learning to navigate the world, j-bear style

Gettin’ Real

It is one week til surgery for J and crissakes you would think I was sending him in to get bilateral hand transplants or something else intensive and crazy.

I’m not saying a tonsillectomy is nothing but we’re not talking open heart surgery here.

So why the hell is this such a subject of near panic for me right now?

This is my second entry about it. That should raise red flags, right? Mental state instable, get brain relaxer, stat … or something to that effect.

The way I grew up you always had to think two, three, twelve steps ahead in terms of trying to predict how things were going to go. This was a pure survival mechanism. If you couldn’t anticipate disasters before they happened the world turned into a very violent place for you so I became all about acting preventatively to stave off ill effects. It’s a trait that I still carry and a trait that while it makes me a very good customer service agent it makes me a horrible person to live with sometimes. I get so focused on crisis management that I fail to realize that I am planning for a crisis that is likely not about to come to pass.

This is what I am doing right now with J. 

I saw the weather forecast for the week and saw that it was going to be very, very hot going into the weekend and panicked. As New Englanders, our homes, particularly the older ones, are not prepared for hot weather. Now I am all “I have to make sure the portable AC works”, “All the fans have to be in the windows”, “The beds need extra sheets and maybe there should be extra sheets for the couch for if he’s sweaty”, “Maybe I should try to get him to drink a different liquid that’s not milk”… 

And on and on crazy brain went, running off the deep end.

I think talking to the nurse during the pre-op interview on Friday will help because I can ask all the questions I may want or need to. I can take out my crazy brain on this poor, unsuspecting soul and get a better understanding of what’s going to happen and more importantly what I can do for J that I am not already planning on doing. We can discuss the likelihood of him staying overnight, which his ENT said was a possibility, and I can ask that a particular anesthesiologist not be allowed near my son after the hell he caused during J’s birth.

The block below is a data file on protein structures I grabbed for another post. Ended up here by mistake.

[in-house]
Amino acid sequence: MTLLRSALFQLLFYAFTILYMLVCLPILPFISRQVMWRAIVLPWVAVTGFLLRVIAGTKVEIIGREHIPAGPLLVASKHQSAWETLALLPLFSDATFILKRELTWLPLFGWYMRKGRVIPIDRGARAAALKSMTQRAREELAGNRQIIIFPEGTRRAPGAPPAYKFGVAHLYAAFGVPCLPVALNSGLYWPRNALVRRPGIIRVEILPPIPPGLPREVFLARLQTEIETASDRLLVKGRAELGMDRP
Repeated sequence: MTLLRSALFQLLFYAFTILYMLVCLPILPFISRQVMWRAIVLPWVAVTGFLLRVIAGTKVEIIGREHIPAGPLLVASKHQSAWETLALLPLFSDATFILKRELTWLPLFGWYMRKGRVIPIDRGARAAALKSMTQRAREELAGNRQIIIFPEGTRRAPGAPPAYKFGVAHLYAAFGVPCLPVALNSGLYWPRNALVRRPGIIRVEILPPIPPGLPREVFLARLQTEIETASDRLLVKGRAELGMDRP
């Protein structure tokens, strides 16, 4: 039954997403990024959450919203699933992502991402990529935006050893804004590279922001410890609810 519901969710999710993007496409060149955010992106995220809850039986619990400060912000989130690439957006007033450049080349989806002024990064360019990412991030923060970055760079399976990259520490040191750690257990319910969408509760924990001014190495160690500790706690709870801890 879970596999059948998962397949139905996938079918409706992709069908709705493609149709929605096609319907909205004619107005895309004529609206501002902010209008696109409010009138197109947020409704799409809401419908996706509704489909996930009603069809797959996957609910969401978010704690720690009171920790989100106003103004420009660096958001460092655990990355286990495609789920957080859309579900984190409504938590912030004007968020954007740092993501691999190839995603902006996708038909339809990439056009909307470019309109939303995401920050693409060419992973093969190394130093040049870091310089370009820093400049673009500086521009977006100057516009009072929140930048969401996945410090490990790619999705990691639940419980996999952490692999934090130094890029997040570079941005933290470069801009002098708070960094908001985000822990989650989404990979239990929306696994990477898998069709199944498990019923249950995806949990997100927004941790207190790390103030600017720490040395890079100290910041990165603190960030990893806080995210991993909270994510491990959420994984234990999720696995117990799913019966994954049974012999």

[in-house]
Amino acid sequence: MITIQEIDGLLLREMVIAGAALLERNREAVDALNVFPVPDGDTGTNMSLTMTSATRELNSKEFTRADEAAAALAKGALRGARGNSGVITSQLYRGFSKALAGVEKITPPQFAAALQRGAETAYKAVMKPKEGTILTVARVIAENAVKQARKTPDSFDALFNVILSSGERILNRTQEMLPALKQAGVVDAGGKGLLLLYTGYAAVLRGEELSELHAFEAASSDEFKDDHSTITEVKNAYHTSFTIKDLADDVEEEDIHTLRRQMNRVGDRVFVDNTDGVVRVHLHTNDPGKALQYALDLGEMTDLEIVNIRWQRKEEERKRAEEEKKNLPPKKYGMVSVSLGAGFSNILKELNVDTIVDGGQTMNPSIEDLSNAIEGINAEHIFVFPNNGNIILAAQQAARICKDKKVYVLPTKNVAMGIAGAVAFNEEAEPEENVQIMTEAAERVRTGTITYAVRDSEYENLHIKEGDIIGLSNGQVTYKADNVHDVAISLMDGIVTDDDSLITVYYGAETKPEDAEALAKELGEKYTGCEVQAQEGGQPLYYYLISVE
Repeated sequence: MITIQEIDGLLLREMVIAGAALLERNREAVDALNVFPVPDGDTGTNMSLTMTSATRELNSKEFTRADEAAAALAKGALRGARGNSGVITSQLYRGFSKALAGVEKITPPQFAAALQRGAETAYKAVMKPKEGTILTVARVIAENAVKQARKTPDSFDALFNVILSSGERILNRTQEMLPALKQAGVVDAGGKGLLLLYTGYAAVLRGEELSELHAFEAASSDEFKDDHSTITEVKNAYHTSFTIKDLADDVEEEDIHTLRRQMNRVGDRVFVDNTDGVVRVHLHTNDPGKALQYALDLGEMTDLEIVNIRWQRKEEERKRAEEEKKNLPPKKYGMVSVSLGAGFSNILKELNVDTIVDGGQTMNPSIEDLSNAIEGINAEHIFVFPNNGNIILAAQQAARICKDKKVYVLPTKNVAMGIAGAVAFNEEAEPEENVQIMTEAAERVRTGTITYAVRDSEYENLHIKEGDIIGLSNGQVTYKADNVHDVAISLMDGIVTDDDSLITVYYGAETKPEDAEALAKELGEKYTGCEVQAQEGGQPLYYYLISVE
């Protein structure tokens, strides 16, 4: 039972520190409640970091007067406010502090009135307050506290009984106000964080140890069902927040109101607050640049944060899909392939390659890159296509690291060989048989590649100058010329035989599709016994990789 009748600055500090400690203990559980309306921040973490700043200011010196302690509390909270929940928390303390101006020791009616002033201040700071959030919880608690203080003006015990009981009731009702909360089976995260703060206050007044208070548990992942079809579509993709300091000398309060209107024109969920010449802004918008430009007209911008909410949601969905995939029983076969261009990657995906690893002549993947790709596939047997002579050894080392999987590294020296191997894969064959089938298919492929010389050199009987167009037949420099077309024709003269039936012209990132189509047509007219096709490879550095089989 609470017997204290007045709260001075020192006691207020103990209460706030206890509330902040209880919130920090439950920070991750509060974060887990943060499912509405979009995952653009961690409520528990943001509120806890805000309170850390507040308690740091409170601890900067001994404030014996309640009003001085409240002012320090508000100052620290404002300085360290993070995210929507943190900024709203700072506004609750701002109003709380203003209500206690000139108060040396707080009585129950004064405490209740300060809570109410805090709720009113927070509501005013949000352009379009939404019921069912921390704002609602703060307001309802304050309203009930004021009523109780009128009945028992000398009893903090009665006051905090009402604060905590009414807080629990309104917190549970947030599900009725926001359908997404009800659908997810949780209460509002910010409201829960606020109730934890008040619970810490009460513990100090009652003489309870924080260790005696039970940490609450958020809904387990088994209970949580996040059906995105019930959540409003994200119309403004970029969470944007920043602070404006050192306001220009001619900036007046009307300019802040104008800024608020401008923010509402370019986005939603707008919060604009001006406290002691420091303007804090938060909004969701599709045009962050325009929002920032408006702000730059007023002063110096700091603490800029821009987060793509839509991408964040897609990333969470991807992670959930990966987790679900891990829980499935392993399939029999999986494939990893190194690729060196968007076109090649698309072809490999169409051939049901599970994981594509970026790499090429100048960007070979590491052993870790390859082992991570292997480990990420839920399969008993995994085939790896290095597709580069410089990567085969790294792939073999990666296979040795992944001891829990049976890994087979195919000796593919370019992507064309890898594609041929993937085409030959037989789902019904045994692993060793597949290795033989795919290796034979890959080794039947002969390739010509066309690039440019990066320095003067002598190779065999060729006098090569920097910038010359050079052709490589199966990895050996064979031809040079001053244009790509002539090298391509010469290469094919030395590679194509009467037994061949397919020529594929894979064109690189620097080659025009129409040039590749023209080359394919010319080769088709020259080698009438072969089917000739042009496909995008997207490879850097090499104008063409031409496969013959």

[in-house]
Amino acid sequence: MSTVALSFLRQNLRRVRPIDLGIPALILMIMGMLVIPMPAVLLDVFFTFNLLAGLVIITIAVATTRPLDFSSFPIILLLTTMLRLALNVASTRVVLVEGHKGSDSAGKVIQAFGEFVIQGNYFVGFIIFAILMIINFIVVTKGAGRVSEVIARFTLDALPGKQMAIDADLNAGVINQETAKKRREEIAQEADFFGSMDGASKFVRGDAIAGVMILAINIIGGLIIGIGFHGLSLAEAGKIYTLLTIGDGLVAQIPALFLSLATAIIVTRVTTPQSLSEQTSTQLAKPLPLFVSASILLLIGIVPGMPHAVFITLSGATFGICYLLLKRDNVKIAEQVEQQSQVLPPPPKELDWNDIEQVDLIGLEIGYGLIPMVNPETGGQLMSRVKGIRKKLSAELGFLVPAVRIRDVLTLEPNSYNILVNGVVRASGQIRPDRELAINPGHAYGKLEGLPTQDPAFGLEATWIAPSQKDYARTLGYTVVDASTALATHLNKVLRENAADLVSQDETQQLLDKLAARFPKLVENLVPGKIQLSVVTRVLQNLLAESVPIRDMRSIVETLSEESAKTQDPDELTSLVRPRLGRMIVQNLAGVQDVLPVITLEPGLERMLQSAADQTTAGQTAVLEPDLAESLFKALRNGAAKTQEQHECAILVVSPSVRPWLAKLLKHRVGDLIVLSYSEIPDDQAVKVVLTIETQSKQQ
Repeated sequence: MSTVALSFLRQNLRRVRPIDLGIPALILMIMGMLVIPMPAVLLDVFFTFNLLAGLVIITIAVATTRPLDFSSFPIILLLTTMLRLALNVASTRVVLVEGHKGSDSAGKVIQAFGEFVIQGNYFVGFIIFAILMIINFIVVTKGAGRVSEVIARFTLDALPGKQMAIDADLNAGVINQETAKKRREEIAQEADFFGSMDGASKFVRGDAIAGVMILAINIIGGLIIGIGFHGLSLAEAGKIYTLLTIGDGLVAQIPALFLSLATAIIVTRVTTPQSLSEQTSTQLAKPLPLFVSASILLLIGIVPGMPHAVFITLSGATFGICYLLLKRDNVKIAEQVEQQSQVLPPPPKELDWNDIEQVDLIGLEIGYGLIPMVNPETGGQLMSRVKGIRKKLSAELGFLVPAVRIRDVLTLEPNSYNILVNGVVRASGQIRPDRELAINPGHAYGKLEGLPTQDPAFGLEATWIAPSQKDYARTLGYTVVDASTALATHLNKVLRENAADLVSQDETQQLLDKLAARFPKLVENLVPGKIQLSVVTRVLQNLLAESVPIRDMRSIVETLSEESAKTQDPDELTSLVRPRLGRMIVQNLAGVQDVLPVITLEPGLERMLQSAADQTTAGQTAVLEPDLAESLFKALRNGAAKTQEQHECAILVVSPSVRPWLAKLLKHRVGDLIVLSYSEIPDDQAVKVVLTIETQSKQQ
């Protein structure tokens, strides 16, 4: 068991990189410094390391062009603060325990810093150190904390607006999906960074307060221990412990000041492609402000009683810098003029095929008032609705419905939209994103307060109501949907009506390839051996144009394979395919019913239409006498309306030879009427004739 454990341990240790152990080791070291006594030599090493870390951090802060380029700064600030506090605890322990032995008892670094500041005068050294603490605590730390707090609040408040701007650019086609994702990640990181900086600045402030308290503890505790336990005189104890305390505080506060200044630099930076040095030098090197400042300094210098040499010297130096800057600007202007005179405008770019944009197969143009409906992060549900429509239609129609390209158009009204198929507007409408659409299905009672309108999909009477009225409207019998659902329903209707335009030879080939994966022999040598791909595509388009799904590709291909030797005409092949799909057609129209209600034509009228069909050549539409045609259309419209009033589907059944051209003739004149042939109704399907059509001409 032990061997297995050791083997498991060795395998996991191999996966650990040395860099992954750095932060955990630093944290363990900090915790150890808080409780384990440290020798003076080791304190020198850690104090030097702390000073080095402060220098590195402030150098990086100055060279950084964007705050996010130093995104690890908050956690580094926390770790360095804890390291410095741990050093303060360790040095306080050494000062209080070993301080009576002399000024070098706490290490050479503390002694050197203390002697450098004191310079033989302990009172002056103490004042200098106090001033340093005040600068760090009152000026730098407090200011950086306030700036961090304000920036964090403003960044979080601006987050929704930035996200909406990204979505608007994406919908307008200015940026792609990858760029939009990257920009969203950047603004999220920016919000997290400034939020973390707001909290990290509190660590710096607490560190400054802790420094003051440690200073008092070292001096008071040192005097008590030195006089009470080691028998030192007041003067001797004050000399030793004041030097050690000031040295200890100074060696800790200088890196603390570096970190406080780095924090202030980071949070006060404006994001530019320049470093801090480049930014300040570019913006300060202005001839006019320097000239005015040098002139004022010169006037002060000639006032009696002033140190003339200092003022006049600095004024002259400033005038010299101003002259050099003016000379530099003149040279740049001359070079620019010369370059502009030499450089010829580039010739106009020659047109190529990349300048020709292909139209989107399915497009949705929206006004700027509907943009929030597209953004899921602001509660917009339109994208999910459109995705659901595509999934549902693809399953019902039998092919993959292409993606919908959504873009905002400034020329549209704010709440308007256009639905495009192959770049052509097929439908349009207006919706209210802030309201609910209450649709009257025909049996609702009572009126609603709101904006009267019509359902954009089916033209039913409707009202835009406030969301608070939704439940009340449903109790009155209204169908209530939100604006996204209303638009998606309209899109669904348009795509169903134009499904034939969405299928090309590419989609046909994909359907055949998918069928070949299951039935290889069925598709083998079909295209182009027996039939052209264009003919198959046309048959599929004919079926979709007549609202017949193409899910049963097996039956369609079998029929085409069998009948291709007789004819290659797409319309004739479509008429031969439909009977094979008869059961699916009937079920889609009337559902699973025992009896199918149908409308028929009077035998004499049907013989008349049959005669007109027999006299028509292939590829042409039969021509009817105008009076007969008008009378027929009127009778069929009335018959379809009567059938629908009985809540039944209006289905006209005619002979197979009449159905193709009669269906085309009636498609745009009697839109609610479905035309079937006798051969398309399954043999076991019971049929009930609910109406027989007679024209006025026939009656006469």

I think at some point before Sunday night I need time to just sit and breathe or I might be a total disaster come Monday and J needs me too much for that to be okay.


  1. Erin

    Ice cream for him…Wine and chocolate for you, my friend. Deep breaths. This will be okay. Hugs.

  2. Ann Kilter

    Soon it will be past. It’s going to be hard for you and hard for him, but you will get through. He’ll probably do better than you. When my daughter was three, she had hernia surgery. We were surprised at how quickly she recovered. I do not handle these kinds of situations particularly well, so my husband went into the pre-operation room with my daughter. He is very calming. I wonder if you have someone like that to go with you. I remember having surgery for a hernia when I was five years old. I was crying as they put the mask on me (in those days, they used a face mask. But the doctor said to me, “Can you show me hoe you count backwards from 100?” I could, so by the time I got to 95, I was out.

    • nicole

      I have support coming with me to the hospital – J has lots of family, both by blood and by heart, who adore him and all want to be there to help him through and me through. I am thinking this kid is going to get through this surgery and be more ticked about the IVs and indignity of being in the hospital for any amount of time than anything else. He always surprises me and has such a weird relationship with pain – mainly barely feeling it when we think he should be quite gone with it – so we’ll see what happens. I am very good in the moment of situations like this – I am terrible before and after. My brain is wired brokenly?

      My tonsils came out when I was 4. My memories are disjointed of that time but I remember ice cream, I remember a picture on the wall outside my hospital room (at Floating Hospital, where most of J’s care is actually coordinated now), and that the medical students x-rayed my stuffed animals and put the x-rays in my chart. I don’t know how that worked out for them but I remember seeing Miss Piggy and Kermit’s “insides”.

  3. Shakti Ghosal

    You clearly hold great awareness about what makes you think and act the way you do. That is a great place to start from. But as you observe your concern about a successful surgery welling up, how do you see it supporting you? And if it is no longer supporting, what else could you do?


    • nicole

      I think it’s helping me prepare for every eventuality but a brain so engaged in that is quickly very, very tired! I should work for NASA, I am great at coming up with lots of worst case scenarios 😉 As we get closer and closer to his surgery date it’s becoming more of a “what can I control” versus “what can I -not- control” debate, so I have to figure out what I need to let go of and what to focus on. It’s like sorting out a mental shopping cart and right now, mine’s just kind of a mess. It’ll get more tidy as days go forward I hope!

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